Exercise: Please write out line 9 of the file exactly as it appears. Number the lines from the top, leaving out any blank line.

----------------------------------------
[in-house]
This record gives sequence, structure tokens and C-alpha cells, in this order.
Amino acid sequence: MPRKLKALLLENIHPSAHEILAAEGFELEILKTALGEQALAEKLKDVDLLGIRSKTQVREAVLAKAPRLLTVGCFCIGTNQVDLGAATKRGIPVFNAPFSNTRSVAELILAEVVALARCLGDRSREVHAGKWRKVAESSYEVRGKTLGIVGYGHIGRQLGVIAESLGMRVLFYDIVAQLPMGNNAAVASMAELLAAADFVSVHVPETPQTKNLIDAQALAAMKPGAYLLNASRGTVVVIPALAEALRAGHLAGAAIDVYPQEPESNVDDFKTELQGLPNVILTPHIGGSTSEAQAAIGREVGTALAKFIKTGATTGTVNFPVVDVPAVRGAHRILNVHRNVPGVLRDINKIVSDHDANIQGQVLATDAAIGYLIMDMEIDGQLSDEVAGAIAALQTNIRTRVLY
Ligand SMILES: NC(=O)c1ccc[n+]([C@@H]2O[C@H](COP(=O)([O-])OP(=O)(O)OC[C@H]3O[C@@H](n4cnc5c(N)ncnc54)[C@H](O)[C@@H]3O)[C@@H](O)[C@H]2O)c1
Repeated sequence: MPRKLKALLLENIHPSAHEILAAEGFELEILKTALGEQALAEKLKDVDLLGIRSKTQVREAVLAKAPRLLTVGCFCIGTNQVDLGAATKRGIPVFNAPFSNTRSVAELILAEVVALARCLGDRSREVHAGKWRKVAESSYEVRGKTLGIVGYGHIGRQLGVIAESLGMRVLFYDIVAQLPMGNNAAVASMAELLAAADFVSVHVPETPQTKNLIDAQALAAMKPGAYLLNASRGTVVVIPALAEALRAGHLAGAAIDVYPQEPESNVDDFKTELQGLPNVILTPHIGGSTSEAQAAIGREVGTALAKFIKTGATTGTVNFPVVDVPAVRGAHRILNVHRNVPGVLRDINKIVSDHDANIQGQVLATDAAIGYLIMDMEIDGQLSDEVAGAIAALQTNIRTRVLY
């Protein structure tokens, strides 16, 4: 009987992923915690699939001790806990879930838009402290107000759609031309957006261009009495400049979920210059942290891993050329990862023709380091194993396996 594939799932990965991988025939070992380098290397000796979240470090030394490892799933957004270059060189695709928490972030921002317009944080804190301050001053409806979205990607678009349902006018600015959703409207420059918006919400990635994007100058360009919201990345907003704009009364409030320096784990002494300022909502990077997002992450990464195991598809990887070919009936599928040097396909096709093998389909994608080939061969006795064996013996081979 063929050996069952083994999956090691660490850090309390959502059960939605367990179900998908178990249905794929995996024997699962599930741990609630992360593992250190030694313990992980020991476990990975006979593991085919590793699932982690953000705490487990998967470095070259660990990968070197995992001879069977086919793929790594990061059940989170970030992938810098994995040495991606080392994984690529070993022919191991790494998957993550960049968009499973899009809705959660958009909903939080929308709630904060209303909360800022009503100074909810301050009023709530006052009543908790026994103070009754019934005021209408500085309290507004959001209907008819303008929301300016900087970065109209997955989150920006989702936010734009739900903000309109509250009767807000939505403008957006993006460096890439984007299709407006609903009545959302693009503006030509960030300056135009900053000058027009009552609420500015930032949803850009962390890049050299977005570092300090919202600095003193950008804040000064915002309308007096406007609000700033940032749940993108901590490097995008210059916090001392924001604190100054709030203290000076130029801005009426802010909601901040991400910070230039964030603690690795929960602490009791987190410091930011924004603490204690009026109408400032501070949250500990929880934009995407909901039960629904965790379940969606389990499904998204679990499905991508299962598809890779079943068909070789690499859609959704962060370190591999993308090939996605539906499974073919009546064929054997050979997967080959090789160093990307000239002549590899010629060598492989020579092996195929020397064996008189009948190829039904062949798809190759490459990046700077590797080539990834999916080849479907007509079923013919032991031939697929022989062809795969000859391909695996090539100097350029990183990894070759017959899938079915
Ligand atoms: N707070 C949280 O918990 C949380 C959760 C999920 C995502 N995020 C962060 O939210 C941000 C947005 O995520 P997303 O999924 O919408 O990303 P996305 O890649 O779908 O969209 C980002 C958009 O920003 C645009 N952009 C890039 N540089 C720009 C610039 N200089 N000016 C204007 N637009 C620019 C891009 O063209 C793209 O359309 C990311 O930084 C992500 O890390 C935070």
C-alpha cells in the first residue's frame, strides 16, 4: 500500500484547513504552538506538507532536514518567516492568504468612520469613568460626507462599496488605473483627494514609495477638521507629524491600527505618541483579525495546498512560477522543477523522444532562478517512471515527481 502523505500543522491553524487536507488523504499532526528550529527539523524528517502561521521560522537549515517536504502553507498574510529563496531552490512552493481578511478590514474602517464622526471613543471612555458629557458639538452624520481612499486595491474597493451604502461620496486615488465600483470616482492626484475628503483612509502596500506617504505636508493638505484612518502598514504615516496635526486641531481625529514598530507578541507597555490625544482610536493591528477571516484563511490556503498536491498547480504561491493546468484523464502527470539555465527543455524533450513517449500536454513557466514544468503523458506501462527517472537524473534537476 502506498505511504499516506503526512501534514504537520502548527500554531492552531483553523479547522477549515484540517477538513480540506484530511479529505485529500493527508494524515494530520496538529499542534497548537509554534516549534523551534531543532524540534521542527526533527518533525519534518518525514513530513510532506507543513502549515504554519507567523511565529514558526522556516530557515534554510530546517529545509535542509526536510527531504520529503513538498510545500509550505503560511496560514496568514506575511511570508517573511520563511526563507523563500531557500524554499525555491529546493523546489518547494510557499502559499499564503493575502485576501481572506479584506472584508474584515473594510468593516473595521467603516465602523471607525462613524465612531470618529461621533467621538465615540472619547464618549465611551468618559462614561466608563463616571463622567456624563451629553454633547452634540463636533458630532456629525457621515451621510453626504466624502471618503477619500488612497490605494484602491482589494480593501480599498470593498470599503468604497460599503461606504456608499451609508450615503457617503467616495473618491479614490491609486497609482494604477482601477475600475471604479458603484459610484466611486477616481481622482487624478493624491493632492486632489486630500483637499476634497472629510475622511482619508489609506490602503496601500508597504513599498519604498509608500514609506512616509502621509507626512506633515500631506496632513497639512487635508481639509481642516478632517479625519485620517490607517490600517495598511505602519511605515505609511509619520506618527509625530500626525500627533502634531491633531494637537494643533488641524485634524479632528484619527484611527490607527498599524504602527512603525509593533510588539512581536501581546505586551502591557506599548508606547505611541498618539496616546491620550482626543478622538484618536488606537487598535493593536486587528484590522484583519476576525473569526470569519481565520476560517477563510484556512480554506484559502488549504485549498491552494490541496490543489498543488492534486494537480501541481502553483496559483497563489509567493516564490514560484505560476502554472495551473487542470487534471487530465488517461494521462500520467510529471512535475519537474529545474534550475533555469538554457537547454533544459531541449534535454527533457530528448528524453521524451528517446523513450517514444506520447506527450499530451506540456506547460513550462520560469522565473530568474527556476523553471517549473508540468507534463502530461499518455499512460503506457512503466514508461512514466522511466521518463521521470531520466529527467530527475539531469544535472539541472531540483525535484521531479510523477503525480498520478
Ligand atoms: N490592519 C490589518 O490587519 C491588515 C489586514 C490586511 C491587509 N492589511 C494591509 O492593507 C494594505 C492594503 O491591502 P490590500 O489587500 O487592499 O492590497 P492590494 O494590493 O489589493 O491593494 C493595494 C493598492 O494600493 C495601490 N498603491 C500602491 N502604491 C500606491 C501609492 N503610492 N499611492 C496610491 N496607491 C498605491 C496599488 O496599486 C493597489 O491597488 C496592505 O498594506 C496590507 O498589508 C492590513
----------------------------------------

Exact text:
Ligand atoms: N490592519 C490589518 O490587519 C491588515 C489586514 C490586511 C491587509 N492589511 C494591509 O492593507 C494594505 C492594503 O491591502 P490590500 O489587500 O487592499 O492590497 P492590494 O494590493 O489589493 O491593494 C493595494 C493598492 O494600493 C495601490 N498603491 C500602491 N502604491 C500606491 C501609492 N503610492 N499611492 C496610491 N496607491 C498605491 C496599488 O496599486 C493597489 O491597488 C496592505 O498594506 C496590507 O498589508 C492590513